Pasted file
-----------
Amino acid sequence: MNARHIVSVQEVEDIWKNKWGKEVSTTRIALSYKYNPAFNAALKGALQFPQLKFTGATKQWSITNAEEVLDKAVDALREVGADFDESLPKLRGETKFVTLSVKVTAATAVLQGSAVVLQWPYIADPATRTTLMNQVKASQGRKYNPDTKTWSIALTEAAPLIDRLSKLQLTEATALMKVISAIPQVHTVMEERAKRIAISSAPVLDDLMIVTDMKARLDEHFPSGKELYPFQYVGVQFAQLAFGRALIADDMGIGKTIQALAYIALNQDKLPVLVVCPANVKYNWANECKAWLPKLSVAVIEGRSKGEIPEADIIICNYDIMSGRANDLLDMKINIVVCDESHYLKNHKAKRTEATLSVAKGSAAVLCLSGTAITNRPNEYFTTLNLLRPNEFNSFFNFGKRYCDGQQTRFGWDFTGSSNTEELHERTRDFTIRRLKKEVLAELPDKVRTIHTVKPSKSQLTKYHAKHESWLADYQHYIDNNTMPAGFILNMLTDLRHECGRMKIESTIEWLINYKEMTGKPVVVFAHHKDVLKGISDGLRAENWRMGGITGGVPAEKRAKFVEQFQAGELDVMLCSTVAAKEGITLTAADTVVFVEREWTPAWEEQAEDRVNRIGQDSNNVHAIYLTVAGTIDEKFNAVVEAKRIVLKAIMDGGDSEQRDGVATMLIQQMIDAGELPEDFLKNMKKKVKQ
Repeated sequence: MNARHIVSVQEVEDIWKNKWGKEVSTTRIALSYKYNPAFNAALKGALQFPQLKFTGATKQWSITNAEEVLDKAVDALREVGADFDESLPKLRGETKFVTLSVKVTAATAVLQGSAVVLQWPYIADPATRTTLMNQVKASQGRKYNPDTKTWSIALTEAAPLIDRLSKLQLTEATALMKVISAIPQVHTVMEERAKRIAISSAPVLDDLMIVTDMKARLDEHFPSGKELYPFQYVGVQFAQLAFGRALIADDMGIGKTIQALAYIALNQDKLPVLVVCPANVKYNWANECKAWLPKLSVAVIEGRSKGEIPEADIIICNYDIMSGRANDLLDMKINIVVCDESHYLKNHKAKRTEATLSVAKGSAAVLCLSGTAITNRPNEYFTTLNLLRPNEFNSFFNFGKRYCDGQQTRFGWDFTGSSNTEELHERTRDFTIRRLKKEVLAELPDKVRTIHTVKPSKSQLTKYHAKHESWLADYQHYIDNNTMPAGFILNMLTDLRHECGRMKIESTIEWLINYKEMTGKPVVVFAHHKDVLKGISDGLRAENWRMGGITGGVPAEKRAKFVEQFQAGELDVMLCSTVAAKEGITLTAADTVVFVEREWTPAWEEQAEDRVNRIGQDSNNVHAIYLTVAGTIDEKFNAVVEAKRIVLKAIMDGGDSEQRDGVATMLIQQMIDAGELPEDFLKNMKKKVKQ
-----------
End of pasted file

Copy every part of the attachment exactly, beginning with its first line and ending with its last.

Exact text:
Amino acid sequence: MNARHIVSVQEVEDIWKNKWGKEVSTTRIALSYKYNPAFNAALKGALQFPQLKFTGATKQWSITNAEEVLDKAVDALREVGADFDESLPKLRGETKFVTLSVKVTAATAVLQGSAVVLQWPYIADPATRTTLMNQVKASQGRKYNPDTKTWSIALTEAAPLIDRLSKLQLTEATALMKVISAIPQVHTVMEERAKRIAISSAPVLDDLMIVTDMKARLDEHFPSGKELYPFQYVGVQFAQLAFGRALIADDMGIGKTIQALAYIALNQDKLPVLVVCPANVKYNWANECKAWLPKLSVAVIEGRSKGEIPEADIIICNYDIMSGRANDLLDMKINIVVCDESHYLKNHKAKRTEATLSVAKGSAAVLCLSGTAITNRPNEYFTTLNLLRPNEFNSFFNFGKRYCDGQQTRFGWDFTGSSNTEELHERTRDFTIRRLKKEVLAELPDKVRTIHTVKPSKSQLTKYHAKHESWLADYQHYIDNNTMPAGFILNMLTDLRHECGRMKIESTIEWLINYKEMTGKPVVVFAHHKDVLKGISDGLRAENWRMGGITGGVPAEKRAKFVEQFQAGELDVMLCSTVAAKEGITLTAADTVVFVEREWTPAWEEQAEDRVNRIGQDSNNVHAIYLTVAGTIDEKFNAVVEAKRIVLKAIMDGGDSEQRDGVATMLIQQMIDAGELPEDFLKNMKKKVKQ
Repeated sequence: MNARHIVSVQEVEDIWKNKWGKEVSTTRIALSYKYNPAFNAALKGALQFPQLKFTGATKQWSITNAEEVLDKAVDALREVGADFDESLPKLRGETKFVTLSVKVTAATAVLQGSAVVLQWPYIADPATRTTLMNQVKASQGRKYNPDTKTWSIALTEAAPLIDRLSKLQLTEATALMKVISAIPQVHTVMEERAKRIAISSAPVLDDLMIVTDMKARLDEHFPSGKELYPFQYVGVQFAQLAFGRALIADDMGIGKTIQALAYIALNQDKLPVLVVCPANVKYNWANECKAWLPKLSVAVIEGRSKGEIPEADIIICNYDIMSGRANDLLDMKINIVVCDESHYLKNHKAKRTEATLSVAKGSAAVLCLSGTAITNRPNEYFTTLNLLRPNEFNSFFNFGKRYCDGQQTRFGWDFTGSSNTEELHERTRDFTIRRLKKEVLAELPDKVRTIHTVKPSKSQLTKYHAKHESWLADYQHYIDNNTMPAGFILNMLTDLRHECGRMKIESTIEWLINYKEMTGKPVVVFAHHKDVLKGISDGLRAENWRMGGITGGVPAEKRAKFVEQFQAGELDVMLCSTVAAKEGITLTAADTVVFVEREWTPAWEEQAEDRVNRIGQDSNNVHAIYLTVAGTIDEKFNAVVEAKRIVLKAIMDGGDSEQRDGVATMLIQQMIDAGELPEDFLKNMKKKVKQ